28 March, 2012

To and From

She laughs as she tells of their escape
from the rural region where they'd built their farm
of chickens and goats, rice fields, some beans.

Despite note being a market woman, she'd been shrewd,
forced to be, in a country ruled by anticipation

of food shortages
of shortages of gasoline,
of shortages
of electricity,
shortages of power,
of power shifts.

Her husband, in his impeccable restraint, recounts
their consideration of the hen-house as refuge,
behind the barbed wire or in the plantain fields
where humans and trees are often confused at night,

while the gunmen, if they came this time,
shot the house, perhaps the dog, indiscriminate
 as the circulating lists of marked individuals:

radio announcers,
students and
the regligious,
so-and-so Jean Baptiste,
followed by
woman of so-and-so
Jean Baptiste.

The woman and man give a nervous laugh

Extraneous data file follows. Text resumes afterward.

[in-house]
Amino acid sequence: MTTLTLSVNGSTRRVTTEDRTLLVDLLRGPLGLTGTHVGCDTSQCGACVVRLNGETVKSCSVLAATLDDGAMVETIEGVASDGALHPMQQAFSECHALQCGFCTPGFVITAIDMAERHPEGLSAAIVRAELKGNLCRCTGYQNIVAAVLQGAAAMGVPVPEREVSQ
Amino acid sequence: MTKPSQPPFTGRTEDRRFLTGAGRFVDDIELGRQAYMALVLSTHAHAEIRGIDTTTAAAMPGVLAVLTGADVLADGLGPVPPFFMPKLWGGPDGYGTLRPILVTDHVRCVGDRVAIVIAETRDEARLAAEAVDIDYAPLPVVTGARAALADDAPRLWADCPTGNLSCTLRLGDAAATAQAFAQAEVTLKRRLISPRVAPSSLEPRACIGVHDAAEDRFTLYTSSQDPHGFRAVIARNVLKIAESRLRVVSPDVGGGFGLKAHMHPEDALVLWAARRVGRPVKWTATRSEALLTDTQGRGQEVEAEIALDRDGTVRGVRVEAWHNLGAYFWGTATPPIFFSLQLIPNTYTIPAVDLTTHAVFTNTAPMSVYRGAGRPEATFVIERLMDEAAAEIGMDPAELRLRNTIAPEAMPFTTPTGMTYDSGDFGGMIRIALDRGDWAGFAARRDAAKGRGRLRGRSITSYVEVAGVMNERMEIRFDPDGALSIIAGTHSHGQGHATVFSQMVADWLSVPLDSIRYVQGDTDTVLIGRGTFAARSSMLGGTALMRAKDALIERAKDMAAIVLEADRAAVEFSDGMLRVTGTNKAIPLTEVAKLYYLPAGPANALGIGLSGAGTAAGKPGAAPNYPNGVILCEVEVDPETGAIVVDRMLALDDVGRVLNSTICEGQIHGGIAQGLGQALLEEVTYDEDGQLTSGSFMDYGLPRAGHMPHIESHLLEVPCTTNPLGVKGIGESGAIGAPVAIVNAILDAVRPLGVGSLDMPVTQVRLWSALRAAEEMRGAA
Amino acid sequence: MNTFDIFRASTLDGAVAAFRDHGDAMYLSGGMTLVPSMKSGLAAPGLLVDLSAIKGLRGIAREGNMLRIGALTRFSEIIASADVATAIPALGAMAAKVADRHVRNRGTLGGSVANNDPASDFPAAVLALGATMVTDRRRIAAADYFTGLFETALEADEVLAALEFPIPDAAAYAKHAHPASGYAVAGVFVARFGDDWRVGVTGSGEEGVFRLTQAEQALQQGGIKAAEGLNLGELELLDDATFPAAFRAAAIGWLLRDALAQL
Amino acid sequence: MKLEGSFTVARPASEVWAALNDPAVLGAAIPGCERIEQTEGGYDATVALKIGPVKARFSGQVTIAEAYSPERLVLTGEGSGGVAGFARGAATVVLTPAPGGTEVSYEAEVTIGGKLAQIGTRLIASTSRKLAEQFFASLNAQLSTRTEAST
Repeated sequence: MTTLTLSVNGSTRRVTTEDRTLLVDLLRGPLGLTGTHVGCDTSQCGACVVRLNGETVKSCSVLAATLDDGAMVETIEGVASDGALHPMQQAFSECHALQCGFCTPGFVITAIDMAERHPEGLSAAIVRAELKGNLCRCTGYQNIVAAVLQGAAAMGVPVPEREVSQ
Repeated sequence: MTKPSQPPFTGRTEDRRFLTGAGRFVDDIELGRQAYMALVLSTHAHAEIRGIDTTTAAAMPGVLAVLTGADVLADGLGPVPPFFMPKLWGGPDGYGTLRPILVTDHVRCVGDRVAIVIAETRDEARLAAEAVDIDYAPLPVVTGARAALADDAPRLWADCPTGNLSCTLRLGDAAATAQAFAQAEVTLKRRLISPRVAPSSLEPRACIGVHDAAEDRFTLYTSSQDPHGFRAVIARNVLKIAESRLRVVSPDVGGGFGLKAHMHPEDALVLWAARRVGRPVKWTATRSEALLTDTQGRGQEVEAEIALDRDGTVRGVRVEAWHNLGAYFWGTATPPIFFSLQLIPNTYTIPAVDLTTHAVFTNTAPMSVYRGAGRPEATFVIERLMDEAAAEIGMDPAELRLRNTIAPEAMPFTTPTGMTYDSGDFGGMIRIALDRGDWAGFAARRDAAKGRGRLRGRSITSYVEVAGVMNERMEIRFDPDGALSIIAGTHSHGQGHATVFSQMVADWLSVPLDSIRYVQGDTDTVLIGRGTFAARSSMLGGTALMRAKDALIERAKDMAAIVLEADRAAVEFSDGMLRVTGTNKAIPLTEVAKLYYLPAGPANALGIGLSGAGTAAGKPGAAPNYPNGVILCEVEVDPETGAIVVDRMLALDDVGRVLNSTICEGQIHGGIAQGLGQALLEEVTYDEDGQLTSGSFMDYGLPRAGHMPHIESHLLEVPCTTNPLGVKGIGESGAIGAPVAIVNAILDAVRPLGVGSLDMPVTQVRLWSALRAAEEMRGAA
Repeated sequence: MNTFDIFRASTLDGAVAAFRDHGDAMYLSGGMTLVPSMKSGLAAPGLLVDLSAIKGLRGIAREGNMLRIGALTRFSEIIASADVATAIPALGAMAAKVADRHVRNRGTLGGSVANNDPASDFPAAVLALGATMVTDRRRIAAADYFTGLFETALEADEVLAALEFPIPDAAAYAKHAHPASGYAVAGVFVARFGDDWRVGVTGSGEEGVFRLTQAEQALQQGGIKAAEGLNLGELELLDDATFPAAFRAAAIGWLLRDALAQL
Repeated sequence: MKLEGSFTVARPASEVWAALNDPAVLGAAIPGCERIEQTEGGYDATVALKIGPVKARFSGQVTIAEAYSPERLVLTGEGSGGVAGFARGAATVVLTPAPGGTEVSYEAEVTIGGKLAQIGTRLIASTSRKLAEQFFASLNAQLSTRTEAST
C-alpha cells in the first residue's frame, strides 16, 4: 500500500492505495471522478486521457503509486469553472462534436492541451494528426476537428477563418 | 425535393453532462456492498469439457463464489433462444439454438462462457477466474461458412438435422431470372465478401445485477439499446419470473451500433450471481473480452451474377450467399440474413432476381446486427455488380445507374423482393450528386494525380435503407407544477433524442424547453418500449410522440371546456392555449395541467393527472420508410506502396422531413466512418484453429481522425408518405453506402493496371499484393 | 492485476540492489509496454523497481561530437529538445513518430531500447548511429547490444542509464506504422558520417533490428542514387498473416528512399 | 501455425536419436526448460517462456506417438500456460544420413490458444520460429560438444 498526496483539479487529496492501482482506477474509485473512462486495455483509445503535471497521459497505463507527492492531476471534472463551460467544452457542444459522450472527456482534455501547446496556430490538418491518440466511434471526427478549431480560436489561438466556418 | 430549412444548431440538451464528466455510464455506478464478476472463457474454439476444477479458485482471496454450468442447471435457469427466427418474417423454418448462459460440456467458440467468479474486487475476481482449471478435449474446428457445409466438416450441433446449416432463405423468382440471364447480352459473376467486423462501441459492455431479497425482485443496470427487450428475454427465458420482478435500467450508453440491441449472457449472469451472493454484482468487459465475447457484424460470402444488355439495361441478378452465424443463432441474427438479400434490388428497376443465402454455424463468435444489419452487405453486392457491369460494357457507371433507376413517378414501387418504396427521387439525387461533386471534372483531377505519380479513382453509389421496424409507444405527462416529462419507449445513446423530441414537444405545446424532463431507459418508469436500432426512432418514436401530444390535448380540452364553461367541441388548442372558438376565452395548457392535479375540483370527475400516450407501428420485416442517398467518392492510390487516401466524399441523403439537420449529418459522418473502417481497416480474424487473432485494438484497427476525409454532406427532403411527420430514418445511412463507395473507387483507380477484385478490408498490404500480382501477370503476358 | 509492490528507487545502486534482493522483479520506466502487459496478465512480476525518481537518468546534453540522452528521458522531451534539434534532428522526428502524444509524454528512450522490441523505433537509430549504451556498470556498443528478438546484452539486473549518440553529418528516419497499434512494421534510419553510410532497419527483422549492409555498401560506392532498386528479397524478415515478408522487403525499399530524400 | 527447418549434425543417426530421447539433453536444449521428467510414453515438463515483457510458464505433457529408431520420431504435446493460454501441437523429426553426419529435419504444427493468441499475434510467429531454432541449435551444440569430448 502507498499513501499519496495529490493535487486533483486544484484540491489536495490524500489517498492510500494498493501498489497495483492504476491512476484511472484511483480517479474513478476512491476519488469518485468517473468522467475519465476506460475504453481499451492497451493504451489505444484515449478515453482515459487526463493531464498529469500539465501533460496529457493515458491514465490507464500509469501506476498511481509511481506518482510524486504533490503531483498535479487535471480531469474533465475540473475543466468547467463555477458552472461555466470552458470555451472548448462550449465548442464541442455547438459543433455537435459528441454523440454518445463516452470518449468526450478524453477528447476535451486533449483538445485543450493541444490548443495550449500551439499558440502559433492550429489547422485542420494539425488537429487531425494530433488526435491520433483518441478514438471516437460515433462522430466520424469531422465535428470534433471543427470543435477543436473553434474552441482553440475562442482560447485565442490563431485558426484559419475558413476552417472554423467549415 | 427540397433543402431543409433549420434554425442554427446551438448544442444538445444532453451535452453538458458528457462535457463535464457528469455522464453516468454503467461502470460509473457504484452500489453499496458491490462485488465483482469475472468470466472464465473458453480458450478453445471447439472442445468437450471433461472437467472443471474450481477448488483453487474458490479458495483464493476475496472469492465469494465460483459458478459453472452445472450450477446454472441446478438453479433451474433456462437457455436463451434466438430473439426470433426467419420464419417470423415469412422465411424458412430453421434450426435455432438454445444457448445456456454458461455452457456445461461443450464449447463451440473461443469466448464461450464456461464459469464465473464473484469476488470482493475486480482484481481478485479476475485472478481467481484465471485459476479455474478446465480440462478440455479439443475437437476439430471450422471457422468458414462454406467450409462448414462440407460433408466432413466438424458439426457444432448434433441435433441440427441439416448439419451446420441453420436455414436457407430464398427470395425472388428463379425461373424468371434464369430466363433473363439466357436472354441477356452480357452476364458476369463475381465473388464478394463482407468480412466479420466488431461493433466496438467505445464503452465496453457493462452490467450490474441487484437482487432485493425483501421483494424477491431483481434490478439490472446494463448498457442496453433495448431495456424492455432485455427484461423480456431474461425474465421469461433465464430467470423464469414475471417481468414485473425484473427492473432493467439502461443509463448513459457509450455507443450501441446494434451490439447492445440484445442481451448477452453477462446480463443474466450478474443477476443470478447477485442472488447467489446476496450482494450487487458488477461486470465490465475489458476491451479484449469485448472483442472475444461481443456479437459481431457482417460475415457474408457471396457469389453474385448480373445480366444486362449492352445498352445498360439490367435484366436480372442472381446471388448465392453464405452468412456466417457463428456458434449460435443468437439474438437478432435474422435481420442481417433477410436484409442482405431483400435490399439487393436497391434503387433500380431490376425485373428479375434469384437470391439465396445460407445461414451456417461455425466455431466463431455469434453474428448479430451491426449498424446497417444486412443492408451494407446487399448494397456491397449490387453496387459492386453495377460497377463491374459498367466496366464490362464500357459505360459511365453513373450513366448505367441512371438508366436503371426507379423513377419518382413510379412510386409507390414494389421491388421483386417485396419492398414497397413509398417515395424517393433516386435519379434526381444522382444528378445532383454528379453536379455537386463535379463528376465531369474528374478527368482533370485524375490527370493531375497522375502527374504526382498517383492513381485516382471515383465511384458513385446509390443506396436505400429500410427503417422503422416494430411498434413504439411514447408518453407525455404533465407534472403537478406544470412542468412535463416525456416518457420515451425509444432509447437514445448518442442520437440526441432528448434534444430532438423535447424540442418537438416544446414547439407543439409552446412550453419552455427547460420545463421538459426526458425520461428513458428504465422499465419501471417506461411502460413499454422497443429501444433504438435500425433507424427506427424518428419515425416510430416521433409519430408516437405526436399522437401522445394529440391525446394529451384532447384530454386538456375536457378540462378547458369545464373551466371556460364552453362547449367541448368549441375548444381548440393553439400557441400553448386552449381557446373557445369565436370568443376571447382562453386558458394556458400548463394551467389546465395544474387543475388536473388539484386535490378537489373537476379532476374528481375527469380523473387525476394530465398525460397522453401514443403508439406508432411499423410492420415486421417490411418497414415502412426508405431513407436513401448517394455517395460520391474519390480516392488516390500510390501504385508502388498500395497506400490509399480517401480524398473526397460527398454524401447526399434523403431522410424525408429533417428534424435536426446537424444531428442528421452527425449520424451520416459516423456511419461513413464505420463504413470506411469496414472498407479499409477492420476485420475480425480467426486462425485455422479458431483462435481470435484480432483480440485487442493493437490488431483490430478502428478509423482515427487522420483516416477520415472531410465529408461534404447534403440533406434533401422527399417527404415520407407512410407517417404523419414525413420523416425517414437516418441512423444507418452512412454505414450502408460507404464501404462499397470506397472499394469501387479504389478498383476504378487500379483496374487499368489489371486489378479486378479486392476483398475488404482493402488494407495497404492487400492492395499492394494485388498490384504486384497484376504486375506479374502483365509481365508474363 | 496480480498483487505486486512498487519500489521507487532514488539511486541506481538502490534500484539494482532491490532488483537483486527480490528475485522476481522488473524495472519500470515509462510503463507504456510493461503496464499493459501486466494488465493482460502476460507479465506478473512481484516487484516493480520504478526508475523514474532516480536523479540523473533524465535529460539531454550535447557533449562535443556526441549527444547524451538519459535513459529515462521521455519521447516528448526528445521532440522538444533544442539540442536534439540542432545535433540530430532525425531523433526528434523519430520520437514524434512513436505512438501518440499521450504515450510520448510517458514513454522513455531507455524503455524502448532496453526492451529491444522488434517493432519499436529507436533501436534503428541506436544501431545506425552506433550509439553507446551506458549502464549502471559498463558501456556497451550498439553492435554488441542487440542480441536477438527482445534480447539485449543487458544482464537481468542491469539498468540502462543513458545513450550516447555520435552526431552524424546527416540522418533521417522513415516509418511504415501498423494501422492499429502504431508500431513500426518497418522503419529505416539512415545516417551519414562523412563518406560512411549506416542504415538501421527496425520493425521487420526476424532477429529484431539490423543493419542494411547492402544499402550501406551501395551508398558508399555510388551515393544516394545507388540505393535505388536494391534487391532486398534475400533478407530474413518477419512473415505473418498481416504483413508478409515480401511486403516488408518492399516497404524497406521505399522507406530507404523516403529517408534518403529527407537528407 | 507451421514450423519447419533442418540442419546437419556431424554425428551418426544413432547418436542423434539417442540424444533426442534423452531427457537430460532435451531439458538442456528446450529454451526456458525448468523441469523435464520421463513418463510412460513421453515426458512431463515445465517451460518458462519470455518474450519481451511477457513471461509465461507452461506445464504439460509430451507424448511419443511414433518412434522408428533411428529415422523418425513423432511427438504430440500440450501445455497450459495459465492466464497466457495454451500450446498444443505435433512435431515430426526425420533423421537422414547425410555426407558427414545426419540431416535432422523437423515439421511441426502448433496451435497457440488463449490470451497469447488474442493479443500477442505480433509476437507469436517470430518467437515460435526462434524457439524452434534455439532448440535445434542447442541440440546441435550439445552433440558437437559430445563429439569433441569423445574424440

to their daring, how at rooster's crow they crept
into their station wagon and through the hills
of Plaisance, down the coast into Gonaives,
where their old church stood (sign-of-the-cross),
through the Roboteau the army dared not enter,
where the people threw back the clothes the governors
had brought, threw foreign rice into canals.  They drove
quickly around the salted hills, like country-bus drivers,
like all the country's drivers, this time not speeding
for market or goats or grain but for the capital
where namelessness would harbor them.

~ ~ Danielle Legros Georges

"To and From" originally appeared in compost, volume 5, 1994; and is
reprinted with permission of the author.